Economics

Toward a Perfect Opportunity Society

In the Washington Post I argue:

We are not a perfect opportunity society in the United States. But if we want to approach that ideal, we must define fairness as meritocracy, embrace a system that rewards merit, and work tirelessly for true equal opportunity. The system that makes this possible, of course, is free enterprise. When I work harder or longer hours in the free-enterprise system, I am generally paid more than if I work less in the same job. Investments in my education translate into market rewards. Clever ideas usually garner more rewards than bad ones, as judged not by a politburo, but by citizens in the marketplace.

There is certainly a role for government in this system. Private markets can fail due to monopolies (which eliminate competition), externalities (such as pollution), the need for public goods (such as education, which is indispensable in an opportunity society), corruption and crime. Furthermore, most economists agree that some social safety net is appropriate in a civilized society. When the government focuses on these things, it assists the free-enterprise system.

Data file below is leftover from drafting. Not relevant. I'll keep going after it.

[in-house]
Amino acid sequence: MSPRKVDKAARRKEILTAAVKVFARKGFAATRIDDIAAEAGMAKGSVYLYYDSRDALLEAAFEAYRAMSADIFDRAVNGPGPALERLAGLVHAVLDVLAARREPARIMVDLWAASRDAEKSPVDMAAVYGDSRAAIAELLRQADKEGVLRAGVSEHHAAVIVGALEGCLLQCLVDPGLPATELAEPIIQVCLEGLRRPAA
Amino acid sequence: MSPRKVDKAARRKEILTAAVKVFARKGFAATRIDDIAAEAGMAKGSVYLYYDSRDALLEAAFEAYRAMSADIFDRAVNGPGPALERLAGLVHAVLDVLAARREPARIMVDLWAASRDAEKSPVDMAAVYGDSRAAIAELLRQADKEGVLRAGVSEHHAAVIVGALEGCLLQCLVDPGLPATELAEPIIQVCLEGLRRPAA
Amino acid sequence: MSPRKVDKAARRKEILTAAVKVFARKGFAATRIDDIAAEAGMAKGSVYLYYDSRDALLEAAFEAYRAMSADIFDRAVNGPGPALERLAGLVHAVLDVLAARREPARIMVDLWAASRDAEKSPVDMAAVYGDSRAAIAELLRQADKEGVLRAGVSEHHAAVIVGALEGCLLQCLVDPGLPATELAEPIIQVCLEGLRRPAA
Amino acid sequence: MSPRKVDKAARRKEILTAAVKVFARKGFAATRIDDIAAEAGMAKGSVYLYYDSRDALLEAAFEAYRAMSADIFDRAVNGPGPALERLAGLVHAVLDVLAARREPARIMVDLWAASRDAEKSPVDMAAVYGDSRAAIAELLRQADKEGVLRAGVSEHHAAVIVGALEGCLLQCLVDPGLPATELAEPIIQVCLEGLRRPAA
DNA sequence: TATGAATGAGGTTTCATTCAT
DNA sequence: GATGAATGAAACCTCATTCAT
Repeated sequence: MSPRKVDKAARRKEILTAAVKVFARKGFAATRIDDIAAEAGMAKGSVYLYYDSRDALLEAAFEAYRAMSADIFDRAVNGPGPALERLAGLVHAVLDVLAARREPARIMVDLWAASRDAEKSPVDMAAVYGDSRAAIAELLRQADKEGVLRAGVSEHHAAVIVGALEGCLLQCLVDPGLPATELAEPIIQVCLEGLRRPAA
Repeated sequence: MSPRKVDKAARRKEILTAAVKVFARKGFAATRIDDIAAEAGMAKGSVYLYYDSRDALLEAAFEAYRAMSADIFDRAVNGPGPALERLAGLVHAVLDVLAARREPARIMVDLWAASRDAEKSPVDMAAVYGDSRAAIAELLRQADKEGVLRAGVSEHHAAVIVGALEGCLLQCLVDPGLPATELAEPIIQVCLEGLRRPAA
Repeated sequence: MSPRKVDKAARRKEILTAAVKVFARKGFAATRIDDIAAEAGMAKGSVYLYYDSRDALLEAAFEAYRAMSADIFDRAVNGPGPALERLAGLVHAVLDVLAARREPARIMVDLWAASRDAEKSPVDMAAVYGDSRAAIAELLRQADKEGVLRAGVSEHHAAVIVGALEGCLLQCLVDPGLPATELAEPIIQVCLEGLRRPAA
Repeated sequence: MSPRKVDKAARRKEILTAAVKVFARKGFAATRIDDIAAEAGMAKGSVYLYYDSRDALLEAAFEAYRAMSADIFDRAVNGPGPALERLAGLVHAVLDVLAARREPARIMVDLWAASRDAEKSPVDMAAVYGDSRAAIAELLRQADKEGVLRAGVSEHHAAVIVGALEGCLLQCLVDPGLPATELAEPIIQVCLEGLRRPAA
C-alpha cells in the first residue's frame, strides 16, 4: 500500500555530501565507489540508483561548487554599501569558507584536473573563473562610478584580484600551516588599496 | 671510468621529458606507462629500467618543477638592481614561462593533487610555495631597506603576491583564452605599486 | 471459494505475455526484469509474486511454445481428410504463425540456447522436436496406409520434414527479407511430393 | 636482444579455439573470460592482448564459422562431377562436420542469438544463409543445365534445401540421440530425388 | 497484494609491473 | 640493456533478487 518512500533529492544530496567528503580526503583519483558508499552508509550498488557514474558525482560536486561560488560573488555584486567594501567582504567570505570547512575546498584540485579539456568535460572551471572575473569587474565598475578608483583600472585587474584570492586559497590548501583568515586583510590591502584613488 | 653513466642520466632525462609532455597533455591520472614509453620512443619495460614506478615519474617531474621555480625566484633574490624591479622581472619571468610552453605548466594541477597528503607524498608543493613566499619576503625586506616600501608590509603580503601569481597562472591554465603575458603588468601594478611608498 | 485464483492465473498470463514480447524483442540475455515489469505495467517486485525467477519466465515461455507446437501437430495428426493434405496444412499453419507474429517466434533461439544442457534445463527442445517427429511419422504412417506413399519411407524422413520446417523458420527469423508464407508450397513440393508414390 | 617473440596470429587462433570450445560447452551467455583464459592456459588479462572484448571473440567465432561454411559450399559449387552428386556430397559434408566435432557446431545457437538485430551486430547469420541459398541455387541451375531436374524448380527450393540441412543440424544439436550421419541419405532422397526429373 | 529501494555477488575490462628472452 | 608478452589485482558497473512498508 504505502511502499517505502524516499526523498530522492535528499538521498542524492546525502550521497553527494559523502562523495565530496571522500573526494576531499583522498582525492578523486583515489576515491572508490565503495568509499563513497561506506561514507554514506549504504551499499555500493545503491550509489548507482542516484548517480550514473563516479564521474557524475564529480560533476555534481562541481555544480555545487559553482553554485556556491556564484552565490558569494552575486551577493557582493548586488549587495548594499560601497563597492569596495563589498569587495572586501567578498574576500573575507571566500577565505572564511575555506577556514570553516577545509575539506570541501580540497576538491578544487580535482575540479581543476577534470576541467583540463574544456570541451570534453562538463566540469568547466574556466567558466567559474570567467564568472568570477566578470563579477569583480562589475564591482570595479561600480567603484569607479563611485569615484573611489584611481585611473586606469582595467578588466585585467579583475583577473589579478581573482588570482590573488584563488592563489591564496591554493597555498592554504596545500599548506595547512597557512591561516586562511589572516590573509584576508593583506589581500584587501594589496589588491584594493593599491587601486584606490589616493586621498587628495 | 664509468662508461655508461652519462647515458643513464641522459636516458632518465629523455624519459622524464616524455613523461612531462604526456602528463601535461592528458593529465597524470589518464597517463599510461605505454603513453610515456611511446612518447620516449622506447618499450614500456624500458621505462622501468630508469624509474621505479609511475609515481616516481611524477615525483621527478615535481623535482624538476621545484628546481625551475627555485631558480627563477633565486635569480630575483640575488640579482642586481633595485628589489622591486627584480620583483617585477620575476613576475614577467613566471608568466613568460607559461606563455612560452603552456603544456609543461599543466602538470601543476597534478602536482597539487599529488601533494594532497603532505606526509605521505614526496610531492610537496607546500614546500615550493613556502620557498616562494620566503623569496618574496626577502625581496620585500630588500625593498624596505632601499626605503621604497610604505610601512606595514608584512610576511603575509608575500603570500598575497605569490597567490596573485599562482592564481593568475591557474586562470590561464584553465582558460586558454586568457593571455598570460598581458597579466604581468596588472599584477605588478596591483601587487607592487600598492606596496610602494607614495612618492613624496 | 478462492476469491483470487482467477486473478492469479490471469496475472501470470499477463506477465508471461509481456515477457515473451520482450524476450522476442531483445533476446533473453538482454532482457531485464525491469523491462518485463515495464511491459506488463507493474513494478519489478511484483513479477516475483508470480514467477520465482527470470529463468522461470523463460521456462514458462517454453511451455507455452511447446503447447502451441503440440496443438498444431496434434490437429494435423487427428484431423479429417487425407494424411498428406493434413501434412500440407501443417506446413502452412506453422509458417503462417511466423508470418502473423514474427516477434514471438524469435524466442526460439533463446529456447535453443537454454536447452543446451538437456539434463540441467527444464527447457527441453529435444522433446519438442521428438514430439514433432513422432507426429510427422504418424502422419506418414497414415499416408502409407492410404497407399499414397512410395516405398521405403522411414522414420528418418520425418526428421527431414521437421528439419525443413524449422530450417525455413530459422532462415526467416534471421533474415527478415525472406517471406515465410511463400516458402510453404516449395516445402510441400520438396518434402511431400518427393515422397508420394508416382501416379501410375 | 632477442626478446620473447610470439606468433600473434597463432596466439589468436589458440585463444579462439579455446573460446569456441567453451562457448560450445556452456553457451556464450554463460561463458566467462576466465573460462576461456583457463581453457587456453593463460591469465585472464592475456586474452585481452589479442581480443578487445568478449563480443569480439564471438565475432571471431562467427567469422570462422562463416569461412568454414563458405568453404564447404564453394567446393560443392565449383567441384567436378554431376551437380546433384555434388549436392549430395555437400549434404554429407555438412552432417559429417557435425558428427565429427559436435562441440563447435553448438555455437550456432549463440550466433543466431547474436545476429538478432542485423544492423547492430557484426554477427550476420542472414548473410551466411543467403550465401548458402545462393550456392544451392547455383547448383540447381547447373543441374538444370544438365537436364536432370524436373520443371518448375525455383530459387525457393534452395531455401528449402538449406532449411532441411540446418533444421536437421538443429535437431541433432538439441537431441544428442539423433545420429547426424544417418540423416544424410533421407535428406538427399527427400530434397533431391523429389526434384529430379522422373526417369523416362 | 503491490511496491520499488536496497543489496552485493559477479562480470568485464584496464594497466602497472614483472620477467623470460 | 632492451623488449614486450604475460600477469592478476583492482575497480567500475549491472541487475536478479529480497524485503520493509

But when a government that has overspent for years turns to tax increases instead of spending cuts simply for the sake of “fairness,” it weakens free enterprise, lowers opportunity and impoverishes us in many ways.

Read the whole thing here.

One thought on “Toward a Perfect Opportunity Society

  1. I’m sure you don’t need another example of the power of fairness in persuasion, but consider the segregationists’ “separate but equal” slogan. I grew up in the segregated South where good middle class folks could never bring themselves to argue that it was acceptable to be unfair to a black pupil. They had to give lip service to the myth of equality even though no intelligent person could believe that a blatantly racist system was truly equal. Such is the power of fairness in causing the human mind to suppress reason.

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